Paul Mendoza


“It’s not a crash, it was a forced water landing.” Chesley ‘Sully’ Sullenberger

You might wonder how much of a movie they could make out of something that seemed pretty straight forward and where no one perished. They found a way. Director Clint Eastwood with his matter of fact style working with a script written by Todd Komarnicki, based on the autobiography Highest Duty by Captain Chesley “Sully” Sullenberger and Jeffrey Zaslow find the sweet spot in the retelling of “The Miracle On The Hudson”.


We see the fateful and brief flight several times at different parts of the film. Eastwood tries to wring as much tension and emotion as he can even as the audience knows the outcome. What I found interesting, and what I never considered, was that Captain Sullenberger went through some PTSD afterwards. Everything worked out and everyone lived so I never stopped to think that it must have still been a harrowing experience for all involved and a great burden on the pilot and co-pilot. Sully has nightmares that the plane crashes. His mind drifts off as he looks out a hotel window at Manhattan and imagines the plane crashing into a building. He questioned his decision making that day and worries that he may have put them all in danger unnecessarily. He certainly doesn’t feel like a hero.


The NTSB (National Transportation Safety Board) also questioned his decision making and puts him and co-pilot Jeff Skiles through some tough questioning and an eventual hearing. It’s not often that they get to question the pilot and speak to survivors. The film obviously portrays them as the ‘heavy’ to create tension. Even the real life ‘Sully’ didn’t feel they were as prosecutorial as portrayed in the film but license is taken to make it more exciting. I enjoyed the exchanges between the pilots and the NTSB and the hearing in the movie’s climax is very well done and has you cheering.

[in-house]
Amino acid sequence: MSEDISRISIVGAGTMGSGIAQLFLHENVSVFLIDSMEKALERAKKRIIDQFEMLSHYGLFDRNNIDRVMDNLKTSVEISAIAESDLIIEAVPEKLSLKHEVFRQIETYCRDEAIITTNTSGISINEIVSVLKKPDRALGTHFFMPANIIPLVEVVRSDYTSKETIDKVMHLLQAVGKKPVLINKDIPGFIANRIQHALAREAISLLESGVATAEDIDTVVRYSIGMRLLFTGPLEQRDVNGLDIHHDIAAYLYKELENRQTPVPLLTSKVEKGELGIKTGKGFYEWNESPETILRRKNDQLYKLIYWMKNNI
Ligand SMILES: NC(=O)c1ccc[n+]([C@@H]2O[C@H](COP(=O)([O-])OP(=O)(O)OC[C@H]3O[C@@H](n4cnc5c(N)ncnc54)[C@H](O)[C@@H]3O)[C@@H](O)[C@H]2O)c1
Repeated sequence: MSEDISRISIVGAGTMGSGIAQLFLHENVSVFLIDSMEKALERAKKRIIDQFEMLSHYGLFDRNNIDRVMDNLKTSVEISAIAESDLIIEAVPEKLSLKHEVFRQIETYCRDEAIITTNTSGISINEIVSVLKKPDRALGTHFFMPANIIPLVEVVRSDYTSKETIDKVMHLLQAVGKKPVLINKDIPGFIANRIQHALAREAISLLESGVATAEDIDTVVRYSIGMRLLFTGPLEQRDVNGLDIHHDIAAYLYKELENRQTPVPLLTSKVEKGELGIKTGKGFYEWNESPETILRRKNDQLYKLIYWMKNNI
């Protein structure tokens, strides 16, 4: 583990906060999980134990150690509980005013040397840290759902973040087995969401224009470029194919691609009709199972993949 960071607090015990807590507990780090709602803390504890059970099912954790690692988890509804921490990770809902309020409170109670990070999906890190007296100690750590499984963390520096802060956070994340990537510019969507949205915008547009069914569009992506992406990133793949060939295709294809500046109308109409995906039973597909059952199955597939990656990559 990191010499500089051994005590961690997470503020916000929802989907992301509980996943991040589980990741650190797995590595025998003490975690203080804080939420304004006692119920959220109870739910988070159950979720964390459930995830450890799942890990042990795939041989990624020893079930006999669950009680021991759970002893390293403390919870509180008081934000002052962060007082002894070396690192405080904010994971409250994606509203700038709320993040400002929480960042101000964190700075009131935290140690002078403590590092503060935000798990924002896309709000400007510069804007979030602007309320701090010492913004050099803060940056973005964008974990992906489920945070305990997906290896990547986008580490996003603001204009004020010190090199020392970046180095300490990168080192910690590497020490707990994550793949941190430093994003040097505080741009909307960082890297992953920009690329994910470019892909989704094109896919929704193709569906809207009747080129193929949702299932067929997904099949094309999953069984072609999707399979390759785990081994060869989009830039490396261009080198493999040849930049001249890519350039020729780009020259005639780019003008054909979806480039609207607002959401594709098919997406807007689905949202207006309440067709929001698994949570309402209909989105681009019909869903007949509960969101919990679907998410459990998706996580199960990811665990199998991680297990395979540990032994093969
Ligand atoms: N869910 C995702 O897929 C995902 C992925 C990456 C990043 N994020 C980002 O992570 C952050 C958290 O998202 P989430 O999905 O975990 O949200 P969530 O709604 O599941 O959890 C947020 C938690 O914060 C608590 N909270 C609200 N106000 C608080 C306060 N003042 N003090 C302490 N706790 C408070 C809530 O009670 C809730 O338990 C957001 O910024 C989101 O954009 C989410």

“Brace brace brace! Heads down! Stay down!” the flight attendants on board.


The re-enactment of the flight is also very well done and thrilling. Both engines are knocked out due to bird strike and Sully and Skiles have very little time to decide what to do. The air controller tries to help and clear runways at Teterboro and LaGuardia but as we all know, Sully determines that they won’t make it to either airport and calmly announces ‘we’re going to be in the Hudson’. The sight of a low flying jet must have been horrifying to the people of New York that morning. Sully uses every bit of his lifetime of knowledge to land the plane safely on the water. Boats and helicopters rush to aid the survivors and the film is a real tribute to those first responders as well.


Eastwood is hit and miss with the films he has directed but you can always expect a well thought out and expertly executed production. Sully is one of his better films. It’s a simple story. It’s the story of a hero. It isn’t maudlin or overdone. That’s not Eastwood’s style. Sullenberger is a professional who did his job well and everyone lived because of it.


Tom Hanks is one of our best actors and he plays Sully perfectly. He is unassuming and humble but also vulnerable. He believes he made the right call and works through his doubts and fights so that his decisions are understood. Hanks makes it all believable as he always does. Aaron Eckhart as co-pilot Skiles is also good. He supports Sully and fights alongside him. There are a lot of familiar faces, Anna Gunn, Jamey Sheridan, Laura Linney, Michael Rappaport, Chris Bauer but it’s Hanks’ show and Eastwood’s who Hanks always refers to as ‘The Boss”. They deliver the goods.


It may not be an all time great but a good movie about a real life hero done by all time pros isn’t a bad way to spend a couple of hours.